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Researchers Discover Females Have Higher Rates of Depression

Researchers Discover Females Have Higher Rates of Depression

Gender differences in depression start to appear at age 12

How much does gender affect mental illness, specifically depression?  Apparently, a lot.

A new study delves into the ways gender differences affect symptoms and diagnoses of depression. Researchers identified a gender influence starting at the age of 12.

The analysis examined existing studies that looked at more than 3.5 million people in more than 90 countries. It turns out; depression affects far more females than males. The study, published in the journal Psychological Bulletin, finally confirmed that depression largely, though not entirely, affects females.

There have been studies previously that showed similar results. However,  many still doubted that more women were affected at higher rates by depression. Study co-author Janet Hyde, a professor of psychology and gender and women’s studies at the University of Wisconsin-Madison, explains more.

“We found that twice as many women as men were affected. Although this has been known for a couple of decades, it was based on evidence far less compelling than what we used in this meta-analysis. We want to stress that although twice as many women are affected, we don’t want to stereotype this as a women’s disorder. One-third of those affected are men.”

The gender gap was evident in the earliest data studies by co-authors Rachel Saik, a postdoctoral fellow in psychiatry at the University of Pittsburgh School of Medicine; and Lyn Abramson, a professor of psychology at UW-Madison.

“The gap was already present at age 12, which is earlier than previous studies have found,” says Hyde. We used to think that the gender difference emerged at 13 to 15 years but the better data we examined has pushed that down to age 12.”

The reason for this is still not confirmed. However puberty, which occurs roughly around the age of 12, could explain the onset, Hyde says.

“Hormonal changes may have something to do with it, but it’s also true that the social environment changes for girls at that age. As they develop in puberty, they face more sexual harassment, but we can’t tell which of these might be responsible.”

Although the data does not include people younger than 12, Hyde explains that there are processes occurring around the ages of 11 or 12 that are worth consideration.

“We need to start before age 12 if we want to prevent girls from sliding into depression. Depression is often quite treatable. People don’t have to suffer and face increased risk for the many related health problems,” Hyde says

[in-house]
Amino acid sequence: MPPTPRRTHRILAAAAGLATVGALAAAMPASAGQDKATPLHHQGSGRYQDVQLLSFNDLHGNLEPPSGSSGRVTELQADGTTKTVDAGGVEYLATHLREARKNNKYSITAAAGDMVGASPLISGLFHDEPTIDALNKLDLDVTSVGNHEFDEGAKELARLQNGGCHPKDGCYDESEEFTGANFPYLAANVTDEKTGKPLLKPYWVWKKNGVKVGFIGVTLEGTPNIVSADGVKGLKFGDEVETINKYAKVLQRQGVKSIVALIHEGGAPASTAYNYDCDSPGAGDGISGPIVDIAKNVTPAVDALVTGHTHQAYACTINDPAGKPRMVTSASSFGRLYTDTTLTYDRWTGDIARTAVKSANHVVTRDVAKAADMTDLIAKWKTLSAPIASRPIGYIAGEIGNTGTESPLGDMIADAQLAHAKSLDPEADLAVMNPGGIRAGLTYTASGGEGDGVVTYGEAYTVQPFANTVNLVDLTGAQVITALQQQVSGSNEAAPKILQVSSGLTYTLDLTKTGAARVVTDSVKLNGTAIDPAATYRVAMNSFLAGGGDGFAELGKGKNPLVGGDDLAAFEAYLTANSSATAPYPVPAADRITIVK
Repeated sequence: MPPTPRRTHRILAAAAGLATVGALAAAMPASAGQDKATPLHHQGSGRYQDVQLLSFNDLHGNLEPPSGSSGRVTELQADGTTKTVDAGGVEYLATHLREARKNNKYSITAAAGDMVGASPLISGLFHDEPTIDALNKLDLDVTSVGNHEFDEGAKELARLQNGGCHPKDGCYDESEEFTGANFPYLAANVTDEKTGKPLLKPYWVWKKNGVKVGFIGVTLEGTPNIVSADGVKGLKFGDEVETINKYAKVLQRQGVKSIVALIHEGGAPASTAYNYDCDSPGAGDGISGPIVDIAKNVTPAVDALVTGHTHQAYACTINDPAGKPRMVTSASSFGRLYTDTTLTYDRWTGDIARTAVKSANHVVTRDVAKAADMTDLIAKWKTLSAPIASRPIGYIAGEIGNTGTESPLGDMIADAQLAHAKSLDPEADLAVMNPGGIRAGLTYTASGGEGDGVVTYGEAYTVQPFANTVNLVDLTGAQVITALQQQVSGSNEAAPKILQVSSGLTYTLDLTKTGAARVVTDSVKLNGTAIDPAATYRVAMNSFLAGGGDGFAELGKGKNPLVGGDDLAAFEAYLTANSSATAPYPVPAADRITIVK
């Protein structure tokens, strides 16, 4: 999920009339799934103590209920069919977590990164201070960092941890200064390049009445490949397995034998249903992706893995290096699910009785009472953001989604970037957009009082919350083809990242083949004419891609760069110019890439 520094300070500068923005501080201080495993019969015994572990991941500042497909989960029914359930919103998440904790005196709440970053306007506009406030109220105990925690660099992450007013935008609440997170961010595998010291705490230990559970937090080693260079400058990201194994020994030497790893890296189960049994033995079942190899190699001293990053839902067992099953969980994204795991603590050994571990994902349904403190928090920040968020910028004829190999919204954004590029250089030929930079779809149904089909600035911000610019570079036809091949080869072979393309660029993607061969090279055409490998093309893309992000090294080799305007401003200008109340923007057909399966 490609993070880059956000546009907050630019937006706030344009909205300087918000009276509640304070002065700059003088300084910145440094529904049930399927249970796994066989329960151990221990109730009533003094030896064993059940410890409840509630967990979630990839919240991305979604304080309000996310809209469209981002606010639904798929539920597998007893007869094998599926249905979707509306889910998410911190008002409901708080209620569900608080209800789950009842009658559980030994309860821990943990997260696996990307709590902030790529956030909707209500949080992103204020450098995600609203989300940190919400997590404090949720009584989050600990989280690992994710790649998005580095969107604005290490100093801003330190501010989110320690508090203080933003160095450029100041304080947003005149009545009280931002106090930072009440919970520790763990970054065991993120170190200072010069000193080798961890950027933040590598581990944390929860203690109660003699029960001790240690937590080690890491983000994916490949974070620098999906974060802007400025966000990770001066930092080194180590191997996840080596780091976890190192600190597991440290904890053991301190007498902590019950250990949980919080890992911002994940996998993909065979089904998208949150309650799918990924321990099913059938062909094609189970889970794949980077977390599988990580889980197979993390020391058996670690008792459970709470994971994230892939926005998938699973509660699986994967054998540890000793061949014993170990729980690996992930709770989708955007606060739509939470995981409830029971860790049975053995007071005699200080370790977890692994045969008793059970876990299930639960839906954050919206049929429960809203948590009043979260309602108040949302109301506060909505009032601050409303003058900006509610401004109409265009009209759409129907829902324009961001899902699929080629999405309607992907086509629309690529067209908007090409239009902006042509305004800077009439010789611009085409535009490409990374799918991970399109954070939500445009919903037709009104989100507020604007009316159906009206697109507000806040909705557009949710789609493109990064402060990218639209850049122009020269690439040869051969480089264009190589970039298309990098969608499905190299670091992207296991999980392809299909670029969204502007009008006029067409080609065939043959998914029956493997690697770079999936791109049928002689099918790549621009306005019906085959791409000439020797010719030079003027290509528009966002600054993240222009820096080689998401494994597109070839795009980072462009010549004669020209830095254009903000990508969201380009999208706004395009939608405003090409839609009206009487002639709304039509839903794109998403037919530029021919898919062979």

The results cover averages across several nations, but similar results arise from studies focusing on the United States. The UW-Madison researchers examined diagnoses of major depression and a symptoms measure of depression, Hyde explains.

“Symptoms are based on self-reported measures — for example, ‘I feel blue most of the time’ — that do not necessarily meet the standard for a diagnosis of major depression. To meet the criteria for major depression, the condition must be evaluated much more rigorously.”

Another criterion researchers looking at was the relationship between depression and gender equity in income. Surprisingly, nations with greater gender equity had a larger gender difference. Essentially, areas where women were paid more equally to men, had higher rates of major depression. This was opposite of what researchers theorized.

“This was something of the opposite of what was expected,” says Hyde. “It may occur because, in more gender-equitable nations, women have more contact with men, and therefore compare themselves to men, who don’t express feelings of depression because it doesn’t fit with the masculine role.”

 

Despite the prevalence of and growing concern about depression, “this was the first meta-analysis on gender differences” in depression.

 “For a long while, I wondered why nobody had done this, but once I got into it, I realized it’s because there is too much data, and nobody had the courage to plow through it all. We did, and it took two years.”


What other patterns do you think researchers should analyze when it comes to mental illness? What other gender differences may affect mental illness rates? It is interesting to consider the impact of gender on depression.  If you or someone you love is struggling with substance abuse or addiction, please call now 1-800-777-9588. 

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